1. To be considered active, the bank or credit union had to have set up a Twitter account, customized it with its logo, have made more than 1 update or “Tweet,” and have at least 10 followers. 
2. This is not a complete list. With a few exceptions, we only looked for financial institutions with “bank” or “credit union” in their name.
3. Wells Fargo’s Twitter page says it will be launching soon.
4. Twitter URL =<shown below>
5. For more on bank blogging, see our Online Banking Report on Banking 2.0
6. List and totals updated with ING Direct and First Federal on 16 March 2009
7. Searched on “CU” and found eight more credit unions on 17 March 2009. Thanks Gabriel Garcia.
8. Added NAB’s Ubank from comments, unsure why it didn’t show up on “bank” search

Mint, Quicken Online Release Registered-User Totals

mint_logoWe’ve regularly cited third-party estimates of website traffic to Mint and other PFMs. More often that not, we’ll get a comment or email taking us to task for using such inexact and/or irrelevant data. But we believe that website traffic, even a rough approximation, is a leading indicator of success.  image

Luckily, we now have better metrics for the two online leaders. In response to what appears to be a truth-in-advertising query from Intuit’s general counsel (see note 1), Mint disclosed its registered-user count (note 2), which has been growing at an average of 17% per month in Q4 2008 and so far in this year. 

As of yesterday, Mint had 934,000 users, double third quarter’s end-count. That’s 3,400 new registered users per day (seven days a week), almost 25,000 per week. The company should pass one million before St. Patrick’s day.

While this growth in registered users is impressive, what’s truly astonishing is that 70% of the registered users, 680,000 so far, have entered at least one bank or credit card username/password in order to automatically download transactions into Mint.

In response to Mint’s disclosure, Quicken Online reported its 650,000 registered users, currently growing at a 45,000-per-week clip. If that continues, they’ll pass one million before the April tax deadline.

It looks like there’s quite a battle shaping up between the two leading online personal finance specialists. And don’t overlook the banks. Both Bank of America (2.5 mil as of April 2008) and Wells Fargo (1 mil as of Nov 2008) have more online personal finance users at this point.

What it means: Account aggregation, left for dead a few years ago, is making a fearsome comeback. The three biggest players, Bank of America, Mint, and Quicken Online, now have more than 4 million registered users, approximately 4% of all U.S. banking households (note 3).

Table: Mint Registered Users by Month

Month-End Registered Users* Monthly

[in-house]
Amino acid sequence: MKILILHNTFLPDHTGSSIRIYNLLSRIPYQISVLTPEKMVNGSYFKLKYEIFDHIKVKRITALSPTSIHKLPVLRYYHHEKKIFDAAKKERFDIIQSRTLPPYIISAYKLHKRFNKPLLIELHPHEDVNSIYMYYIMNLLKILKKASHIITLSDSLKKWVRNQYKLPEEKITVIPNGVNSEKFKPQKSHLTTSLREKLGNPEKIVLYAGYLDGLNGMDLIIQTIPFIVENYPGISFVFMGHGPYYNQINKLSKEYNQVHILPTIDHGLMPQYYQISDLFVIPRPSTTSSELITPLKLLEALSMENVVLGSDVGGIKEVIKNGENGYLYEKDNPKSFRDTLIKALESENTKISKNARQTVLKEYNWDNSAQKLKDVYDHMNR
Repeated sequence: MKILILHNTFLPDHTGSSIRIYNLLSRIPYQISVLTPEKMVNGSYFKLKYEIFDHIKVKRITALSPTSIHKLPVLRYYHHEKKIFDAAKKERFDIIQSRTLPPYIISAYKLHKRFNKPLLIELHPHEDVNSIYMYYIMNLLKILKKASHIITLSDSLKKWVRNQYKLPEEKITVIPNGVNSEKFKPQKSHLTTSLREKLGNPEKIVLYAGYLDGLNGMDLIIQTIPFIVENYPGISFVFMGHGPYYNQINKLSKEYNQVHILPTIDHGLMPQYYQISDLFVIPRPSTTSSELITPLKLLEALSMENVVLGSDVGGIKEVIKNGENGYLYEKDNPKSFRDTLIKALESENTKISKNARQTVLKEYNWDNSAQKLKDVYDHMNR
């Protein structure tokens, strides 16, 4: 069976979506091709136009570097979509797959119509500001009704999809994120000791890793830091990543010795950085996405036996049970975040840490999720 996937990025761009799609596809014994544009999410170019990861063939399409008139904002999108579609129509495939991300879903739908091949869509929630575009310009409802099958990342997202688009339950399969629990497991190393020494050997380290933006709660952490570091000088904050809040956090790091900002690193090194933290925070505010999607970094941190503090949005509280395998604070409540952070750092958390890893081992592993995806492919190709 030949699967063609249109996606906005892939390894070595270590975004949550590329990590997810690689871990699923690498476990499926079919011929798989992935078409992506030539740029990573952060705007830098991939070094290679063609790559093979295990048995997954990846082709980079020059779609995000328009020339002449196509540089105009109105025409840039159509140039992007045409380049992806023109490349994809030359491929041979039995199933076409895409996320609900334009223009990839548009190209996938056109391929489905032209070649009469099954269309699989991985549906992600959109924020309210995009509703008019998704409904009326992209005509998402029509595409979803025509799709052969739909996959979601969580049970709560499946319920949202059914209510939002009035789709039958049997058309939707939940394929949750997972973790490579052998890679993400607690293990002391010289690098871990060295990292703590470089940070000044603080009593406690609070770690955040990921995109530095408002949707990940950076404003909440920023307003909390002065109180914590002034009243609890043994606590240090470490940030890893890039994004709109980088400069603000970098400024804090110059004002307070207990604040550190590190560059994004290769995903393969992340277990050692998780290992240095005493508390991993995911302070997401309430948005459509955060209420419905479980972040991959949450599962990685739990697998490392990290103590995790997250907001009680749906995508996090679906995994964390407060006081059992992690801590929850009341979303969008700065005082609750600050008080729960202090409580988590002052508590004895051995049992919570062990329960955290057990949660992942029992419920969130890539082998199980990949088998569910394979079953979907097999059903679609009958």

% Gain
Aug 2008 404,000
Sep 2008 458,000 54,000 13%
Oct 2008 544,000 96,000 21%
Nov 2008 606,000 62,000 11%
Dec 2008 720,000 114,000 19%
Jan 2009** 864,000** 144,000** 20%**
Feb 2009*** 934,000***
Avg gain/mo 94,000 17%

Source: Mint, Feb. 2009
*Registered users are anyone who has signed up with email address
** Through Jan 25 (per Mint letter, 28 Jan)
***Through Feb 19 (per
TechCrunch post, 19 Feb)

1. Intuit’s letter to Mint here.
2. Mint’s response here.
3. Yodlee provides the aggregation engine for both Bank of America and Mint.
4. For more info, see our Online Banking Report on Account Aggregation and Online Banking Report on Personal Finance Features

Mobile Banking Stats: 40% of Bank of America’s 2 million Mobile Bankers Use iPhone or iPod Touch

image Bank of America has been making the rounds with the press touting the runaway success of its mobile banking solutions. Major stories ran in American Banker and The Wall Street Journal this week.

The bank, with 29 million online banking users, reports numbers just shy of the 2-million mark in mobile. That’s up from one million early this summer (post here). While it’s still less than 10% of online banking customers, it’s an impressive number considering fewer than 4 million mobile banking households exist in the entire country (see note 1).

Several other interesting stats from BofA:

  • More than 40% of active mobile bankers
    someone who’s logged in within the past 90 days
    use an iPhone or iPod touch. That’s about double the usage you’d expect given Apple’s 23% share of the U.S. installed smart phone base (note 2, 3).
  • The bank believes the mobile channel is driving some new business to the bank with 8% to 10% of mobile bankers, almost 200,000, having signed up for the service within 90 days of opening a BofA account (note 4).


Source: ChangeWave Research, survey of 3,800 cell phone users fielded Dec. 9 – 15, 2008 (link)

1. See our latest Online Banking Report: Online & Mobile Forecast for more details.
2. The 23% figure does not include iPod Touch.
3. One other bank provided its usage numbers to the WSJ: Mississippi’s BankPlus reported 4,000 users with 60% of the usage (2,400) coming from iPhone users.
4. That number doesn’t seem all that surprising. You’d expect new customers would be somewhat more likely to sign up for new delivery channels than the existing base. And given typical banking churn, 10% to 20% of a bank’s customer base are new every year.